Few people enjoy watching their money go toward insurance premiums. Yet, all it takes is one massive snowstorm, like those tearing across much of the United States from Arizona to the Atlantic Ocean, to warrant contacting your home and auto insurance providers.
Like a tree burdened with snow falling on a back porch or cars colliding from sliding along an icy road, loss events raise a lot of questions one needs to ponder when it comes to repairing or replacing your damaged items.
When insurance companies are involved, it becomes a bit trickier. You will have to navigate between understanding the replacement cost value (RCV) and the actual cash value (ACV) of the damaged item in question — both carrying different fiscal disadvantages and advantages.
Below we’ll dive into four instances when you should think twice before choosing a policy that provides replacement cost value coverage.
4 times you should consider taking actual cash value
Auto and homeowners insurance providers alike can compensate you for covered losses in one of two ways: actual cash value of the covered property or replacement cost value of the property. Replacement cost insurance often leads to higher premiums. So, if you’re living on a budget or don’t have valuable items, you may want to choose an actual cash value policy.
Where auto and homeowners insurance policies differ is that homeowners insurance typically includes a mixture of actual cash value and replacement cost value within the standard policy. For the physical structure (your house), most insurance policies give you the replacement cost value. However, the property within your home is usually covered under an actual cash value policy.
1.Choose actual cash value to lower your premium costs
Each state has a legal minimum amount of auto insurance coverage required for car owners. Your auto insurance provider likely provides actual cash value through your minimum liability coverage but won’t provide replacement costs. Also, liability coverage does not cover damage to your own vehicle. If you want replacement costs for loss events such as vandalism or car theft, you’ll need to purchase comprehensive insurance.
Paying higher premiums to get replacement costs may not be worth it to you, especially if you have a reasonable amount of money saved to cover an incident. Additionally, living in a lower-crime city or state where accidents and loss events are rare may mean your likelihood of having to use comprehensive insurance is reduced.
Do your own risk assessment before adding comprehensive coverage to your car insurance policy. The long-term cost may not be worth it based on your risks and the value of your car.
2.Take actual cash value coverage for older vehicles
A comprehensive insurance policy has depreciating value; the older your car gets, the less beneficial the coverage becomes as the actual cash value and replacement cost value become equivalent. If you own an older car, there’s likely little reason to spend extra money on comprehensive coverage. You’d pay far more in comprehensive premium costs than you’d get back through a claim.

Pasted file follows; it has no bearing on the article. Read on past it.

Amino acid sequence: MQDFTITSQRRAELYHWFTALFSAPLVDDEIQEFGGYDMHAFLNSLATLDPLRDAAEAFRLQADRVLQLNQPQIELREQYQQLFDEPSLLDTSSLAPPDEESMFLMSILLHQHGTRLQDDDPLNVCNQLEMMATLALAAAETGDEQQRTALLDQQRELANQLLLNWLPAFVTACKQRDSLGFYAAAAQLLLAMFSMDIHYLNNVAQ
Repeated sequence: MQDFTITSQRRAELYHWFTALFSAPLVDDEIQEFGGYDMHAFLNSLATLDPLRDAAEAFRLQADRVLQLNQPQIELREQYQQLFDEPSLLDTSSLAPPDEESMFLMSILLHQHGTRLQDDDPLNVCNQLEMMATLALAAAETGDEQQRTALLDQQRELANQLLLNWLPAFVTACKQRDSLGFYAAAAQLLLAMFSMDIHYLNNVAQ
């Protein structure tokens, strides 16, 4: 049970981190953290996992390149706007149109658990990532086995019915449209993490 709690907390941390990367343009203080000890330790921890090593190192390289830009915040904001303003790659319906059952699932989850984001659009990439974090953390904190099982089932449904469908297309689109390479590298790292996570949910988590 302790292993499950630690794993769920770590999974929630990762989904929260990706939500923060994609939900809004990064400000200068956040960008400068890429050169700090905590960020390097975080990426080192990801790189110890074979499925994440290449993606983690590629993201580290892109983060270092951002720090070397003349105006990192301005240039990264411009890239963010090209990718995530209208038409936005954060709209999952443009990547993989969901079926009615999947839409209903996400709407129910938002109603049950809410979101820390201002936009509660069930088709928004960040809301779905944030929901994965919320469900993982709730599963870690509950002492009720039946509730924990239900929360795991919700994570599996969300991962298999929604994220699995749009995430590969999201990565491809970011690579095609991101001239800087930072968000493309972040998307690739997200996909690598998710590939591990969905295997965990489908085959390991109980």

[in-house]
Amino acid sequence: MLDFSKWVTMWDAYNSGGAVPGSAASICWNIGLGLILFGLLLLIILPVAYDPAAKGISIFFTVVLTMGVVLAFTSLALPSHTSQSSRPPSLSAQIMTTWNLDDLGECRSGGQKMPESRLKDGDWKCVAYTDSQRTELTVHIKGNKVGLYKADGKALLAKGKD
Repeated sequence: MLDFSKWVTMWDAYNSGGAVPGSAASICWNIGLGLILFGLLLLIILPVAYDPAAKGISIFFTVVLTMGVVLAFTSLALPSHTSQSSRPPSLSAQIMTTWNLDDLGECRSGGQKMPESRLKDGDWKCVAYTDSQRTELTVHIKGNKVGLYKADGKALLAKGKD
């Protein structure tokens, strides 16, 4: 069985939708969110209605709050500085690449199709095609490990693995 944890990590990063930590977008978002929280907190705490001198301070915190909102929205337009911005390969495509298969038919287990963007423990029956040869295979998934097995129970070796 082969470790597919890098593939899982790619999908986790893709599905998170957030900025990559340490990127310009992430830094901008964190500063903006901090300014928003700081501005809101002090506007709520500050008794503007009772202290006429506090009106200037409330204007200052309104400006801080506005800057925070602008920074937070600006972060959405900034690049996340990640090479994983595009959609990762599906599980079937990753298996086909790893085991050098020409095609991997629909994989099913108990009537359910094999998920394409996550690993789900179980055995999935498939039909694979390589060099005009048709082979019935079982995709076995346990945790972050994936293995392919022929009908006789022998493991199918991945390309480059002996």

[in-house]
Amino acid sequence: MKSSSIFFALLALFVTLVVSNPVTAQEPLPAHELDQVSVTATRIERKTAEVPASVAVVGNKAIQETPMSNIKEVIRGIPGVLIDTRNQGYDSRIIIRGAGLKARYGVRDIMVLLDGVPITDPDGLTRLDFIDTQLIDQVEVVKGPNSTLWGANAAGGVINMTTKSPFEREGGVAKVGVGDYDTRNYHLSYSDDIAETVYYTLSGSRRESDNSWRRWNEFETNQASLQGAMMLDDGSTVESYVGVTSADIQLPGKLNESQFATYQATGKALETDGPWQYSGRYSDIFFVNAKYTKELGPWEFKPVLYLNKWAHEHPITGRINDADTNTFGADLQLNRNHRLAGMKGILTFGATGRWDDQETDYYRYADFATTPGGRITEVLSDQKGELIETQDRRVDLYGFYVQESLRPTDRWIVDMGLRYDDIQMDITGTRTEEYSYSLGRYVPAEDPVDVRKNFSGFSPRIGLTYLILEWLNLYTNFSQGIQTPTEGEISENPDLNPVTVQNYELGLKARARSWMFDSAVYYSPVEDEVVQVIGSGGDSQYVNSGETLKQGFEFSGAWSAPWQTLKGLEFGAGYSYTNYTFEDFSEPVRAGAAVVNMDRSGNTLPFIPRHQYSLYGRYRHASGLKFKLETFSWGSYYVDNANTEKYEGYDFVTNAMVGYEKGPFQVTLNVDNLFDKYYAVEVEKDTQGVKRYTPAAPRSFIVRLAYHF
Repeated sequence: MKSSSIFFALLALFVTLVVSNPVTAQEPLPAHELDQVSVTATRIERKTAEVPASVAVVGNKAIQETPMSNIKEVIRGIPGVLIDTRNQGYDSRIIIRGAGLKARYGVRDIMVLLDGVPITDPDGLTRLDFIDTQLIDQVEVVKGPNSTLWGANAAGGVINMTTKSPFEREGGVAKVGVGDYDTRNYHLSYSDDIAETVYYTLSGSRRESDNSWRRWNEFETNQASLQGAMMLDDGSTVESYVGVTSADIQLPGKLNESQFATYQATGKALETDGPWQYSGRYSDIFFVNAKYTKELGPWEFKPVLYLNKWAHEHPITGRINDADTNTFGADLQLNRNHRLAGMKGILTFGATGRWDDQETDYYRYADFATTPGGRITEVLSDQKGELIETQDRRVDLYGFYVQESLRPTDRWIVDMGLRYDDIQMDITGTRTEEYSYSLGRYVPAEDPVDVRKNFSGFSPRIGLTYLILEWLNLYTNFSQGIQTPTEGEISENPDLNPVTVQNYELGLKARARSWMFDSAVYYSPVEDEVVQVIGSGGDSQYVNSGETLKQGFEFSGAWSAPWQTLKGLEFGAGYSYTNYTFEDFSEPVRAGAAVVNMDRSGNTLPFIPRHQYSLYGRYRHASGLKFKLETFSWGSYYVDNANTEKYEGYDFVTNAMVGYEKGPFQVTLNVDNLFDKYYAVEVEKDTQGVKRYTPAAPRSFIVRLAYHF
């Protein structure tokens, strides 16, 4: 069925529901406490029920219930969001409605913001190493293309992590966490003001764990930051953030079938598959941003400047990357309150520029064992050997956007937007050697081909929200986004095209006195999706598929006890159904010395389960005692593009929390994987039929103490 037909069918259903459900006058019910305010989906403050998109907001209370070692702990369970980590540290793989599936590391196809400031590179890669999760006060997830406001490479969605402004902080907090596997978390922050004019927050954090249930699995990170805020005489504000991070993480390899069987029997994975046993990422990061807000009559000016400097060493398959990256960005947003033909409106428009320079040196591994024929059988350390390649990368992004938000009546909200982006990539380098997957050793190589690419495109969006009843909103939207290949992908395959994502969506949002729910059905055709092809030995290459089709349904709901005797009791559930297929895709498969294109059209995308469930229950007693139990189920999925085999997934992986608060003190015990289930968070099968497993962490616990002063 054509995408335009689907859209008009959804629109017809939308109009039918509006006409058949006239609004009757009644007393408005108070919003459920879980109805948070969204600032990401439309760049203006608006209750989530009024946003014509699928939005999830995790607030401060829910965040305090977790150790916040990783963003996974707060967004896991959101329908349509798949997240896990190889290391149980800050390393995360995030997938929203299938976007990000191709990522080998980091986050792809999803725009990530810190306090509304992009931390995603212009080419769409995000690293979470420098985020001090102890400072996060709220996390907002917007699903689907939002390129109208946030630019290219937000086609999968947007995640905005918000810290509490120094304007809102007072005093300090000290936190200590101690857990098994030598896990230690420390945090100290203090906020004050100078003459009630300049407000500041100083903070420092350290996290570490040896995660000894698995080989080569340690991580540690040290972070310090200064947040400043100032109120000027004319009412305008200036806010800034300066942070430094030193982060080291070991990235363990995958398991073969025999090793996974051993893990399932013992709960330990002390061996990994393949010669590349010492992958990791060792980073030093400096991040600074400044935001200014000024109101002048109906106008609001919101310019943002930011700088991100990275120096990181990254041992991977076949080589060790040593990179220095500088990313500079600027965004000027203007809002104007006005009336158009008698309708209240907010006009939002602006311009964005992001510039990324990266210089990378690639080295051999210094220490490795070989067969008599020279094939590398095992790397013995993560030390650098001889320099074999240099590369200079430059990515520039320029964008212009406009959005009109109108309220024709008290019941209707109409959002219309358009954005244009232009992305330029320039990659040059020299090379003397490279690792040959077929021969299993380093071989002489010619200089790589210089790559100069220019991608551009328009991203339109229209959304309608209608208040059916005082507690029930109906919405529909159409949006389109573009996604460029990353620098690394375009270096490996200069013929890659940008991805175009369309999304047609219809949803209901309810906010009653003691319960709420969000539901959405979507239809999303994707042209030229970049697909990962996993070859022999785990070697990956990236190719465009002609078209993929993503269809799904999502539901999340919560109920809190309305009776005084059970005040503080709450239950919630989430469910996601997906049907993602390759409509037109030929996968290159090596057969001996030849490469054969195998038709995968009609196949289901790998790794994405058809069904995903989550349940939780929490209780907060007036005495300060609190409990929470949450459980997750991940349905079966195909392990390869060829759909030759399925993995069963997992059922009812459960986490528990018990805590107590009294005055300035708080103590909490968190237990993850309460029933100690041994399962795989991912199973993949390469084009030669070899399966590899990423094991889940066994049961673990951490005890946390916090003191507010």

Consider the current value of your vehicle. There’s no magic number here, as vehicles depreciate at different rates. Check the Kelley Blue Book value of your car, and see how much lower its value might go. Many older cars have close-to-equivalent actual cash and replacement cost values.
3.Take actual cash value if you don’t own expensive property
This one is a simple calculation. If your furniture and other personal property are inexpensive, the replacement cost values are not going to get you very far. Your insurance company may only give you $100 in ACV for a TV that you purchased for $150, but you’d hopefully have money saved to cover the gap between the actual cash value of the item and the cost to replace it. This is, of course, keeping in mind that coverage for damage to the physical structure of your home is typically based on the replacement cost. Unless you own very expensive furniture and TVs, the added expense of replacement cost coverage for your personal property items likely won’t be worth it in the long term.
4.Take actual cash value if you live in a low-risk region
Your risk of experiencing loss events should be a factor in your decision. As with car insurance, you may want to opt for actual cash value if you don’t live in an area that’s prone to the type of loss events that put your property at risk. For example, if you live in a part of the country where events such as fires or blizzards are rare, you’ll have far less risk. And if your home is not surrounded by trees, the risk of a tree breaking through your roof and damaging property is nonexistent. The same is true of crime risks, as well. If you live in an area where property theft is rare, this should also factor into your decision.
Risk assessment is not just the responsibility of your insurance provider. The more coverage you purchase, the higher your premium costs will be. Not every situation requires the added cost that comes with replacement cost insurance. Examine your individual situation with your vehicles and personal property. If cheaper premiums make more sense considering the value of your property and your risks, consider limiting your spending and choosing the cheaper policy.
Maxime Rieman is Product Manager at ValuePenguin. Educating and assisting shoppers about financial products has been Rieman's focus, which led her to joining ValuePenguin, a consumer research and advice company based in New York. Previously, she was product marketing director at CoverWallet and launched the personal insurance team at NerdWallet.
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